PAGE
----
What are the top 12 most common diagnostic trouble codes (DTCs)?

Sept. 7, 2021
Motor Age’s Pete Meier encourages all techs to think like detectives when making a diagnosis.

Pete Meier, technical editor at Motor Age, and G. Truglia of Technicians Service Training (TST) hosted a webinar last week where they revealed the top 12 diagnostic trouble codes (DTCs) based on their research from various service information databases.

 P0420/P0430  Catalyst system low efficiency
  • P0171/P0174 – Fuel trim system lean bank 1/2
  • P0300 (all) – Engine misfire detected (random and cylinder specific)
  • P0440/P0455/P0442 – Evaporative emission (EVAP) system – Generic/leak detected/small leak detected
  • P0128 – Coolant thermostat
  • P0172/P0175  – Fuel trim system rich bank ½
  • P0401 – Exhaust gas recirculation (EGR) flow insufficient.
  •  Meier and Truglia also revealed the top 10 repairs.

     Top 10 repairs

    1. Replace catalytic converter (with OE)

    2. Replace oxygen sensor

    3. Replace ignition coils and spark plugs

    4. Replace mass air flow sensor

    5. Inspect for loose fuel cap – tighten or replace as necessary

    6. Replace ignition coils

    7. Replace EVAP purge valve

    8. Replace fuel injectors

    9. Replace thermostat

    10. Replace EVAP purge control valve.

    Given some discrepancies between the tops DTCs and the top repairs, Meier encouraged viewers to think like detectives before jumping to a conclusion about a repair. For starters, everyone — well, everything — is a suspect.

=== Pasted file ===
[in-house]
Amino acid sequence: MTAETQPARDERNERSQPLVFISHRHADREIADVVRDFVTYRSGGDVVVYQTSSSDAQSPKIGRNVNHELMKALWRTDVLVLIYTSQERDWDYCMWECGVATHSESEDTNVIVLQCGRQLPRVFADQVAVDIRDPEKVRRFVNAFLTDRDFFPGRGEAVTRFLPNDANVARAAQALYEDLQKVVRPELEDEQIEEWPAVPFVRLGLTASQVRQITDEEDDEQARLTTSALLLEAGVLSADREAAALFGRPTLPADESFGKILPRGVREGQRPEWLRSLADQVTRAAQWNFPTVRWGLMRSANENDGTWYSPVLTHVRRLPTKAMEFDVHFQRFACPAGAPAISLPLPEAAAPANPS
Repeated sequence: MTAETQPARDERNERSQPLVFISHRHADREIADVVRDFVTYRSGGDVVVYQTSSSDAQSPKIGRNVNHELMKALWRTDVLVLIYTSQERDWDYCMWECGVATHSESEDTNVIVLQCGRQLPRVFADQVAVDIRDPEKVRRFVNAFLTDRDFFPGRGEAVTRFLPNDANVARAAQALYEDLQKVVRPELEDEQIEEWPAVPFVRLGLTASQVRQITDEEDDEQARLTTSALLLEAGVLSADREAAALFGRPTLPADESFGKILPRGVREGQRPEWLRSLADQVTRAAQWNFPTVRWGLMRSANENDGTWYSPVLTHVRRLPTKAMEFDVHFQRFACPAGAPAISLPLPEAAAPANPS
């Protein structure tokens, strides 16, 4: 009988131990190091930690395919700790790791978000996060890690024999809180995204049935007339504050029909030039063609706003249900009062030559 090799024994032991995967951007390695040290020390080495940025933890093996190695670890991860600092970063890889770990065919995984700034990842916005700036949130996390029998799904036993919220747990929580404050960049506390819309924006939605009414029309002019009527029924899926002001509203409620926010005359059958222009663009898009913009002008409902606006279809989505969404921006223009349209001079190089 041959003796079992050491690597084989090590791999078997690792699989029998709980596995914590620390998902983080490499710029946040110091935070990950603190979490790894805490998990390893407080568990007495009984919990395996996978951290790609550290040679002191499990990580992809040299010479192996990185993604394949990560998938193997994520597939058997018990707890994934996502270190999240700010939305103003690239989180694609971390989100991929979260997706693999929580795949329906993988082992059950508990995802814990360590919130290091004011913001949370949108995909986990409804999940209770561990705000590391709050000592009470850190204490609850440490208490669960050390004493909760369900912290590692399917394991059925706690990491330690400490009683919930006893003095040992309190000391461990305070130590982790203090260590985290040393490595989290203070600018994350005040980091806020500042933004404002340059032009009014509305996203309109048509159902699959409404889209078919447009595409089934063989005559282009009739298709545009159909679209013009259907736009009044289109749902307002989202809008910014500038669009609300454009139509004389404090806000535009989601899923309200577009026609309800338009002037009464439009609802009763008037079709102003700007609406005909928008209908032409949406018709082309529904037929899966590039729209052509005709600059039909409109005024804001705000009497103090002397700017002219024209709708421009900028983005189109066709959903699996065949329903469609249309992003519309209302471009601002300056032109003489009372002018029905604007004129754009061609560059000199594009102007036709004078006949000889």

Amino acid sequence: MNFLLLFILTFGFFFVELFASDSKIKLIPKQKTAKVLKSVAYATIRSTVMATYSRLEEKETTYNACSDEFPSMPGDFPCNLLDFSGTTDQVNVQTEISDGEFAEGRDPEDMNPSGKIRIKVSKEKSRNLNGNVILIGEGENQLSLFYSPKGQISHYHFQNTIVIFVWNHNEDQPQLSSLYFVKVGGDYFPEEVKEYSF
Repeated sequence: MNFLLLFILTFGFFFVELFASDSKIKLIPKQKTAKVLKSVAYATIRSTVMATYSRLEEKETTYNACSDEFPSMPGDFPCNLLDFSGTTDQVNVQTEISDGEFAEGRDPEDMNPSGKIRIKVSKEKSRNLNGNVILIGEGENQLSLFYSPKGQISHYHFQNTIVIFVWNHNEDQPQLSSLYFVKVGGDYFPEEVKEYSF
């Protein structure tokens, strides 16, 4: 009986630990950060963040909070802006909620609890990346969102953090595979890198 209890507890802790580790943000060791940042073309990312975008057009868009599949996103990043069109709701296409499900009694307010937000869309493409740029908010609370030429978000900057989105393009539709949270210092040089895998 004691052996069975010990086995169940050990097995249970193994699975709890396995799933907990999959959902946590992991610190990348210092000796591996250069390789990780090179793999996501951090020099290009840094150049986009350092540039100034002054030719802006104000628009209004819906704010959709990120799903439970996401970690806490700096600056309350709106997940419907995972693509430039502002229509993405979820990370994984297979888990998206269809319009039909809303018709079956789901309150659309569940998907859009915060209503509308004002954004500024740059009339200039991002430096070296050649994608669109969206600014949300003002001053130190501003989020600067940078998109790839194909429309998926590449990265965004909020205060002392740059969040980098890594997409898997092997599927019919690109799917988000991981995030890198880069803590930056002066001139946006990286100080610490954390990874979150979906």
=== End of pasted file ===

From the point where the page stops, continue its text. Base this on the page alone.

“When you have a problem with a car, starting off, every part in the car is suspect. I don’t want you to say ‘I know for sure it can’t be X,’ but you didn’t verify that or confirm that; you just assumed that.”

    The next step is to eliminate them by group. Technicians need to go through the service information and learn how that component or system works, how it interfaces with other systems on the car, and learn everything they can. Then they can eliminate the remainder one by one by conducting specific tests for each component and isolating them until they find the problem.

    “Today, close enough, is not good enough," Meier said. "Today’s vehicles are high technology, highly complicated, and designed to work in a very narrow range. You have to be spot-on with your repairs. You’ve got to do your homework.”

    Missed the live webinar? Don't worry, you can still access it for free here: https://events.motoragetraining.com/products/Top-10-DTCs.aspx.

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